Changes in taxonomic and functional diversity of fish communities after catastrophic habitat alteration caused by construction of Three Gorges Dam.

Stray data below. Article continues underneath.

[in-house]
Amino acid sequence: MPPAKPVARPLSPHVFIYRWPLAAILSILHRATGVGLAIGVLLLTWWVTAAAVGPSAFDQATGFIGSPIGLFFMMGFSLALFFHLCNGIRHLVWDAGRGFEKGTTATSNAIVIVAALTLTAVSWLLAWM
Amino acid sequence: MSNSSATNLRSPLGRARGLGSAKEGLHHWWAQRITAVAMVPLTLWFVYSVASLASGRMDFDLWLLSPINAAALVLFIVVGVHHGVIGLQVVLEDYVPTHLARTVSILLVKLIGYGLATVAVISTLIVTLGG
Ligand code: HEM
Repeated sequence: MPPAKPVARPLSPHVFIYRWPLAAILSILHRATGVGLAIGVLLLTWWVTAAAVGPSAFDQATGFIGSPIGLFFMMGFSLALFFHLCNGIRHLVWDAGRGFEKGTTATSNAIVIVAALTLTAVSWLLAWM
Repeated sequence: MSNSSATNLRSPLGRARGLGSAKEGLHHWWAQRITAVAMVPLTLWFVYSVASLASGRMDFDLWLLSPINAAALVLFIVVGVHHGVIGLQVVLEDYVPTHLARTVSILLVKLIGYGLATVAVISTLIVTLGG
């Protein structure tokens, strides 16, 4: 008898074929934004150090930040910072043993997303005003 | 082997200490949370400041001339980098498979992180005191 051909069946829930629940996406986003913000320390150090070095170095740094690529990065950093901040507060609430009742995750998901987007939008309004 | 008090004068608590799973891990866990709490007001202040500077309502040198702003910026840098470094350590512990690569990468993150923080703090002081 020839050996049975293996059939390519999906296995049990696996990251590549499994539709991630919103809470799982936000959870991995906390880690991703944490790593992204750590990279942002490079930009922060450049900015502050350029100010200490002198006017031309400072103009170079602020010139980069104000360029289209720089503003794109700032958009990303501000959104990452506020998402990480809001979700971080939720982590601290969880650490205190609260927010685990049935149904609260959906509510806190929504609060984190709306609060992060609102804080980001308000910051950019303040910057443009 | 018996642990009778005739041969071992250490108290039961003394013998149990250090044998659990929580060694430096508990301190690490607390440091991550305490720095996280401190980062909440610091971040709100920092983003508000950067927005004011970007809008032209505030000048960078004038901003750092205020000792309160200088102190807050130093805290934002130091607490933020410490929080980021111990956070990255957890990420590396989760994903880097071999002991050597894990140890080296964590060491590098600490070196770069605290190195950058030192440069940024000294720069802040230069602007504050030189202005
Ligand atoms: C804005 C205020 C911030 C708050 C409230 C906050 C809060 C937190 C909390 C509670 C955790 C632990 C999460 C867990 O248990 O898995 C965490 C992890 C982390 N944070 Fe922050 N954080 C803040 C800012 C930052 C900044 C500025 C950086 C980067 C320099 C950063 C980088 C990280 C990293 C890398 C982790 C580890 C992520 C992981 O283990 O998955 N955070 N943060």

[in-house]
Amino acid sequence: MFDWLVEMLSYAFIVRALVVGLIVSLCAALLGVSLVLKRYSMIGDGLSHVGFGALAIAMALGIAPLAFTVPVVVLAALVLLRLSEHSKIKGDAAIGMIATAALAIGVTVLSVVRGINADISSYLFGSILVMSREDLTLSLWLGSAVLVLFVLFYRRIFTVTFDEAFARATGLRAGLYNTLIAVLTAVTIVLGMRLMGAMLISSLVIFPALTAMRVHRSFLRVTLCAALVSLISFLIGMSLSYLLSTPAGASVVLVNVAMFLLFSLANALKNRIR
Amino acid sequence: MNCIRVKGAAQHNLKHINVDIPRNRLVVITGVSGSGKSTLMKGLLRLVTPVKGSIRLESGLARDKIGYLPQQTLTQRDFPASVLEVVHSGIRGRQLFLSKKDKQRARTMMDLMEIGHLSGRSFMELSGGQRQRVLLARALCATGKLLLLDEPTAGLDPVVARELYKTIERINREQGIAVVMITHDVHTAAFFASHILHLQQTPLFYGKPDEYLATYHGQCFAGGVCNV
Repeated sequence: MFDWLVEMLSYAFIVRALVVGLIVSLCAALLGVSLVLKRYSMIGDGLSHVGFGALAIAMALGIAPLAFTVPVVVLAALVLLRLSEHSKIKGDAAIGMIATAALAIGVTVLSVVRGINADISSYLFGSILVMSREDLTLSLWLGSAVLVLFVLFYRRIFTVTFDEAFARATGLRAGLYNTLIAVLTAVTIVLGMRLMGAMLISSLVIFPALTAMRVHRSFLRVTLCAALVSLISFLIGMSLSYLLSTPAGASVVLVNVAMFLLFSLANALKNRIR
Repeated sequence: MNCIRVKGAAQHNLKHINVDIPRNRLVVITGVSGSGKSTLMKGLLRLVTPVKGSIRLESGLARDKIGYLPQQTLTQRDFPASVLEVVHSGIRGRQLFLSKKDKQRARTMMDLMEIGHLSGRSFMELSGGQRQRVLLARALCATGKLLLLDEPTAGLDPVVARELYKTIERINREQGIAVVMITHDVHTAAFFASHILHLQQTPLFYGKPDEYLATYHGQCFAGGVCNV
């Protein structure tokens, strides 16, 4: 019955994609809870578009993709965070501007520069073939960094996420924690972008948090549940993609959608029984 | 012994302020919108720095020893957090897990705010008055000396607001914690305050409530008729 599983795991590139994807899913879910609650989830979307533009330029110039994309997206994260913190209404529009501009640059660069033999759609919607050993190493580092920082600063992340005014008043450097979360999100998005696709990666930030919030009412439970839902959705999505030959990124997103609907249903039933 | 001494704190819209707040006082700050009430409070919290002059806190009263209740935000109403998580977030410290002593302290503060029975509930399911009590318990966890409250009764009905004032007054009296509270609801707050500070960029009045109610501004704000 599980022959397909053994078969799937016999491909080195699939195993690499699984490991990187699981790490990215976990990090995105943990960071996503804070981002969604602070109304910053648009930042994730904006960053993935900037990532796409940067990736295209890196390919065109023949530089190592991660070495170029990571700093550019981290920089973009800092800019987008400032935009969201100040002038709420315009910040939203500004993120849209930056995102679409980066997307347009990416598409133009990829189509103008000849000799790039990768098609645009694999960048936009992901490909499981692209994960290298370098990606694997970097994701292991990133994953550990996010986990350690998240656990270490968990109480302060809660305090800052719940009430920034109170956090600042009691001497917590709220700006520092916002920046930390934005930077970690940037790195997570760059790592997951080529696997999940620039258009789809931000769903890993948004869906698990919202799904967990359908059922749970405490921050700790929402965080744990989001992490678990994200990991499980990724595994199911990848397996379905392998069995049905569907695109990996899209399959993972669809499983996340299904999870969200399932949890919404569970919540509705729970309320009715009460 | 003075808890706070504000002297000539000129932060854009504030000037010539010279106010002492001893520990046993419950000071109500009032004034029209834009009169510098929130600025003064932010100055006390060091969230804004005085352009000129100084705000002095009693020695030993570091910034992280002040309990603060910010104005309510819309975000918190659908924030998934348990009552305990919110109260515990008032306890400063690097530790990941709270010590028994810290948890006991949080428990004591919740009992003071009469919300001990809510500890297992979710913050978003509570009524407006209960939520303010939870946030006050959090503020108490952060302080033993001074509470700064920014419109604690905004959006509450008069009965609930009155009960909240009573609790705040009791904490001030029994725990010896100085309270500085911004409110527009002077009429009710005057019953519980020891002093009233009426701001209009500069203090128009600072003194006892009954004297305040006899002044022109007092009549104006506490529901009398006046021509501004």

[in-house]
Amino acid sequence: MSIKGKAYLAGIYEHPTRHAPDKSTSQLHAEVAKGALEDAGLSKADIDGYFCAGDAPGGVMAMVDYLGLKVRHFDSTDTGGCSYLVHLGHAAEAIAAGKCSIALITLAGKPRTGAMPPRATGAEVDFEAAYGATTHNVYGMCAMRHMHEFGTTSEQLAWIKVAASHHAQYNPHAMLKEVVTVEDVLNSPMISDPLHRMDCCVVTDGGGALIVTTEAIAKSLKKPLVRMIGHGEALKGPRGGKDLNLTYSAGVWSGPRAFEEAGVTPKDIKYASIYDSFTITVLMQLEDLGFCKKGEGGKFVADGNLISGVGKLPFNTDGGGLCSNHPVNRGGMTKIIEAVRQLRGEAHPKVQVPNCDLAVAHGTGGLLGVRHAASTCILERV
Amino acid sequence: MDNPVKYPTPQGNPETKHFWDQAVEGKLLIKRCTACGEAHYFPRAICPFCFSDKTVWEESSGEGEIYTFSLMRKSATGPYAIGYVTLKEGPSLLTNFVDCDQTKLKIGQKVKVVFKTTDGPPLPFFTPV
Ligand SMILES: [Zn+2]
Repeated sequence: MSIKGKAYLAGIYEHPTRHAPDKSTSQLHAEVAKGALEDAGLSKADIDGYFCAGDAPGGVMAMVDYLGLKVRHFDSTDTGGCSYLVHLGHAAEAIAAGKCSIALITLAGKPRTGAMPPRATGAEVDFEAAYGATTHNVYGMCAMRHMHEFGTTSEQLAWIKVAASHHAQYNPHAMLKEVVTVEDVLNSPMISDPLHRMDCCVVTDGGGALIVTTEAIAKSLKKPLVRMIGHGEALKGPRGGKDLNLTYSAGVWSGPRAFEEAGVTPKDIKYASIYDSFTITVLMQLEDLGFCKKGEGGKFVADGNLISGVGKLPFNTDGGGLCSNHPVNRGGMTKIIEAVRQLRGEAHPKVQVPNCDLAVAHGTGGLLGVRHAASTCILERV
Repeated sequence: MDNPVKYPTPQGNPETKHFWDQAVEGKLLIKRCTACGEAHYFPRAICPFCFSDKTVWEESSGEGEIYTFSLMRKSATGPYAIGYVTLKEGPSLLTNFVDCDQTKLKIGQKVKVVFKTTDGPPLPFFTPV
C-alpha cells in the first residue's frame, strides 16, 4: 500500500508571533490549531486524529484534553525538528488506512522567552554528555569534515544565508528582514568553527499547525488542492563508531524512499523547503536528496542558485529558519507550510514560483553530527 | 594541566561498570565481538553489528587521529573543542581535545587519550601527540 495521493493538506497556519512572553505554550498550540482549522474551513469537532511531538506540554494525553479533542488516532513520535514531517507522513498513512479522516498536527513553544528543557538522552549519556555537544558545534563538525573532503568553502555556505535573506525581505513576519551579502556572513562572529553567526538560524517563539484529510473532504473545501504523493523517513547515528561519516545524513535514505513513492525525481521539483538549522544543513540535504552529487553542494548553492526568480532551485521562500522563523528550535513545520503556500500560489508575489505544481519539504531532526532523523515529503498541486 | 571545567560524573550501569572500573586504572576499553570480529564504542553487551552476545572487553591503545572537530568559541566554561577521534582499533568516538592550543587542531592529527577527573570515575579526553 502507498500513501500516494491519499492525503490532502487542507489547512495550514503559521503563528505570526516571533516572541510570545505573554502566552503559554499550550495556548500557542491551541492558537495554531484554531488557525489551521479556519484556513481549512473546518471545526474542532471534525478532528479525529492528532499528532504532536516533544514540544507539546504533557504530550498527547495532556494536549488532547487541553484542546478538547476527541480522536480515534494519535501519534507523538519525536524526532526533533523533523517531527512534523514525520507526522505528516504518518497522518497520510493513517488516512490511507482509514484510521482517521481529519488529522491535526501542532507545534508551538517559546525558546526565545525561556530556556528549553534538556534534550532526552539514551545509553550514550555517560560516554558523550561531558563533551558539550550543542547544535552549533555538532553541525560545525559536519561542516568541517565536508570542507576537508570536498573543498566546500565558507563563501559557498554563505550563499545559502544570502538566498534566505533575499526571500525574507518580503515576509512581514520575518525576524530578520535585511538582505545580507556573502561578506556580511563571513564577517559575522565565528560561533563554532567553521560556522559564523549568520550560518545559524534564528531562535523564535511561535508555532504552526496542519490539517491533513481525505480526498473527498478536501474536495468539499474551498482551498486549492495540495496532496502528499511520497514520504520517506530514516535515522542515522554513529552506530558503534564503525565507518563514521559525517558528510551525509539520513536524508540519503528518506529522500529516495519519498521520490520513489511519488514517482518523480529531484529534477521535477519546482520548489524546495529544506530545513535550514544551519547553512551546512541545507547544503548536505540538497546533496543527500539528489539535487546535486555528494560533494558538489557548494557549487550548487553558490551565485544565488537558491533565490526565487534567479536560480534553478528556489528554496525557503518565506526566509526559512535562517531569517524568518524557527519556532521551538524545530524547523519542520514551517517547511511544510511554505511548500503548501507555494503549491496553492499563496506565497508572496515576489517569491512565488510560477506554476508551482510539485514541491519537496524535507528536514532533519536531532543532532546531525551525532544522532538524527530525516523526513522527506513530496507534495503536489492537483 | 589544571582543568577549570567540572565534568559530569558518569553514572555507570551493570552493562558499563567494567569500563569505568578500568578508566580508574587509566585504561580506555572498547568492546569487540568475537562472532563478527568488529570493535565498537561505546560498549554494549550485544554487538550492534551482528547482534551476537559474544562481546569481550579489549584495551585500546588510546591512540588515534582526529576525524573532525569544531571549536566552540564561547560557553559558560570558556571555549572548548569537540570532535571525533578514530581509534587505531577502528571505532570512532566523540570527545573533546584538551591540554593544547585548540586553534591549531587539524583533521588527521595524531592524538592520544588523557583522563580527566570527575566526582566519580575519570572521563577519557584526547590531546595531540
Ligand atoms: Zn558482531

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Habitat alterations that result from anthropogenic disturbance impact both the abiotic and biotic conditions of ecosystems, causing changes in biodiversity in many parts of the world. Recently, the use of functional diversity has been suggested as an approach to better evaluate the effects of such disturbance on particular communities. Here, we investigated the temporal changes in species and functional diversities of fish communities in the downstream area of the Three Gorges Dam (TGD) before, during, and after impoundment. We found two regime shifts in the fish community in 2004 and 2013 following impoundment. Although taxonomic diversity declined sharply at the first regime shift, it increased at the second shift. On the other hand, functional diversity declined throughout the same period, indicating the loss of functional diversity despite increased species diversity. Our analysis also showed that the fish communities shifted from under-dispersion to over-dispersion due to both a decrease in the relative abundance of migratory fish and an increase in the number of fish adapted to the new hydrologic conditions. Our results indicated that the impacts of dams on downstream fish communities may change over time. Interactions between species may become more important when the environment is stable.